Re/insurance broker Aon has reported that year-to-date economic losses, including preliminary estimates for Hurricane Ian, are already at $277 billion year-to-date, of which $99 billion is expected to be covered by public and private insurers.
The firm’s latest Global Catastrophe Recap shows that global natural disaster losses by the end of the third quarter of 2022 were close to the average when compared to the 21st Century baseline.
But aggregated losses sustained by the insurance sector were anticipated to notably exceed averages since both 2000 and 2012 and approach the average of the last 5 years.
This comparison, however, remains highly dependent on the eventual financial outcome of Hurricane Ian, Aon notes, which looks set to become on of the costliest insurer loss events on record globally, with losses to run well into the tens of billions of dollars.
Nevertheless, analysts anticipate that it will still take several months for an accurate loss picture of Ian to emerge as claims are settled.
While secondary perils such as severe convective storm and flooding dominated losses in the first half of the year, losses from primary perils accelerated in the third quarter due to tropical cyclone activity in the Atlantic and Western Pacific, Aon’s catastrophe report notes.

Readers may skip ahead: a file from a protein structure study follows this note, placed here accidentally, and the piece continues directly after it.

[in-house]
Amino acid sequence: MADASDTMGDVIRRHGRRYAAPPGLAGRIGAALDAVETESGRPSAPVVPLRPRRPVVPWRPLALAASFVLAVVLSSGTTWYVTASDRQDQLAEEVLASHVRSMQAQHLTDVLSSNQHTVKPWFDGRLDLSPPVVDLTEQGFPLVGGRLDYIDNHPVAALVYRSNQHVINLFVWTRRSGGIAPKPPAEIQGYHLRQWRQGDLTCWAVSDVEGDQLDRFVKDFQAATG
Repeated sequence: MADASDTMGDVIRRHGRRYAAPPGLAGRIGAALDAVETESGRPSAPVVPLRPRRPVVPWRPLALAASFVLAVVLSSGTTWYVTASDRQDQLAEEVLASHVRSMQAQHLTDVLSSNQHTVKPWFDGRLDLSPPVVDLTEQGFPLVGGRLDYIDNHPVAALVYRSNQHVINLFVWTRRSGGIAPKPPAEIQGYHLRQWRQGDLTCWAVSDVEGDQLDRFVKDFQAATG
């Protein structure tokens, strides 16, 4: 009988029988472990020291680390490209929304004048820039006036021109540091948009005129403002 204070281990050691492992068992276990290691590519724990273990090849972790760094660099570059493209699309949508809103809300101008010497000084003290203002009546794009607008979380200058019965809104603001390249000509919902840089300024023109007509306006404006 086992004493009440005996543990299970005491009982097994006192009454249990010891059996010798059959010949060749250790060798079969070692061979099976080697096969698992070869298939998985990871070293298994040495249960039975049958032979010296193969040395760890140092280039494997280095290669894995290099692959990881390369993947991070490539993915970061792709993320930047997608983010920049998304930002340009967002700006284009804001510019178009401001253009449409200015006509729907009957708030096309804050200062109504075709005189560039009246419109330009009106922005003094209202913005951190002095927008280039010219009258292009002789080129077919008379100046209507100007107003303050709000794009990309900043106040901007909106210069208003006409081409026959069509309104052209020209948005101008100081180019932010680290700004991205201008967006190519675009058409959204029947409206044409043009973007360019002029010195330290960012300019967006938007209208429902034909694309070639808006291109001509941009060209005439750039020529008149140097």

The United States accounted for the highest percentage of year-to-date economic losses at $114 billion, with Asia Pacific behind this at $56 billion and then Europe, Middle East and Africa at $42 billion.
And although losses are already at a significant level, Aon warns that impactful events could also be seen through the remaining quarter due to recurring La Niña conditions and the likelihood of above normal hurricane activity, with additional costs also potentially arising from inflationary pressures.
Anticipated insured losses from Hurricane Ian constitute a significant portion of the global insured losses, simultaneously driving Tropical Cyclone as the costliest peril for the insurance industry to date.
A large part of the toll will result from the widespread wind-related damage across the Florida peninsula, with most of the impact concentrated along the western and central counties of the state, often in areas that were also affected by Hurricane Irma in 2017.
Futher losses are expected due to catastrophic storm surge on the western coast and additional inland flooding because of heavy rainfall
However, Aon believes that most of the damage occurred in inland counties will not be covered by insurance due to the lower NFIP take-up rates. This is in contrast with the coastal counties affected by storm surge, which generally have above-average flood coverage.
Even though several firms and entities issued preliminary statements on expected volume of insured losses, Aon still believes it is too early to provide a definitive number, as damage assessment and liquidation of losses will take many months to fully measure.
Current insured loss ranges for Hurricane Ian from catastrophe modellers include a $53 billion to $74 billion range by RMS, a $31 billion to $53 billion range from CoreLogic, $42 billion to $57 billion from Verisk and $29.9 billion to $62.1 billion from KatRisk.
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